The authorities have exacerbated some of these divisions by legislation protecting those near pension age from being fired and providing that such people have the right to “demand assistance from their children,” Voloshina points out. Such policies have the effect of setting one generation against another.
“What can one call a state which puts people in conditions when they begin to dream about the death of those near them?” she asks, one that first “’optimized’” medical care beyond the reach of many and then “gave birth to a new social group of outcasts, people 55 to 60”? Even though such people have supported their children?
Russian Finance Minister Anton Siluanov says that the government hasn’t considered those questions, Voloshina continues. But if that is the case, “why threaten employers for firing citizens over 50 despite their qualifications?” Obviously, many who are drafting laws aren’t the smartest; but clearly they aren’t being honest either.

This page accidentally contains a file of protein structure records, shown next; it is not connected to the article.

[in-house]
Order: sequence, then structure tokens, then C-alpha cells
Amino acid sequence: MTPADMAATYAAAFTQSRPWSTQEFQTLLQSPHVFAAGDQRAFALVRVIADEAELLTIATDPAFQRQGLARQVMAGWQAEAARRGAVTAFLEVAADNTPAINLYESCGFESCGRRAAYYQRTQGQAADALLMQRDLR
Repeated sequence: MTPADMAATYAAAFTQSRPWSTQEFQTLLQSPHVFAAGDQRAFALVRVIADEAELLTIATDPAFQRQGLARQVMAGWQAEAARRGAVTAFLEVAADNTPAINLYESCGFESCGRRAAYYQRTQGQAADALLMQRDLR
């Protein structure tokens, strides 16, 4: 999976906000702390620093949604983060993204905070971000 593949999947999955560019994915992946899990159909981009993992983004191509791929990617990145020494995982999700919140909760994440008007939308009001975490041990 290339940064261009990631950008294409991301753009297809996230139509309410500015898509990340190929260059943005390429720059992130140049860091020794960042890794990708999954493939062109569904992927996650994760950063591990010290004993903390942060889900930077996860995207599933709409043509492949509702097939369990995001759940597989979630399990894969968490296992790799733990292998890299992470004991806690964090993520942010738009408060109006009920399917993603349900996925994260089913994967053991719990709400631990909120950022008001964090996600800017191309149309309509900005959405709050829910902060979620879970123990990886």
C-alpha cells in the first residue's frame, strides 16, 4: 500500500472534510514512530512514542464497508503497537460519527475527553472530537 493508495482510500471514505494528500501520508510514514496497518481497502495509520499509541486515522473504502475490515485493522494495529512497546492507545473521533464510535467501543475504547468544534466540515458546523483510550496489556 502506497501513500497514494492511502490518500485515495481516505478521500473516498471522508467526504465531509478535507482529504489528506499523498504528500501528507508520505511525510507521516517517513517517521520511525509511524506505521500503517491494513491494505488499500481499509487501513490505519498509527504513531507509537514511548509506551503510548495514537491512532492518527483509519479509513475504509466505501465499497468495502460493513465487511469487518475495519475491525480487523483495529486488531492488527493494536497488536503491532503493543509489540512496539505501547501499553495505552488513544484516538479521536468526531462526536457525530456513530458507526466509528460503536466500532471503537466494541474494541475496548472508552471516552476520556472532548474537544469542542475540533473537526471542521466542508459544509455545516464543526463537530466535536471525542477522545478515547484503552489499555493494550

This pattern, the commentator says, leads people despite themselves to a conspiratorial vision of their country, to the assumption that the powers that be are pursuing some Machiavellian intentions of promoting suicides or even murders among some citizens to save the state money.
That may not be the case, of course. But Voloshina’s argument suggests another which it would be a mistake to ignore. Those who think that the only result of the pension reform is dividing Russians from their government are missing the point that in fact it is dividing them from each other.
And given the longstanding tradition of the authorities in Moscow to play divide-and-rule politics against potential opponents, it is entirely possible that highlighting these divisions will become an increasingly important part of the Kremlin’s playbook, one that may win it support from some larger social groups even as it costs it the backing of other, smaller ones.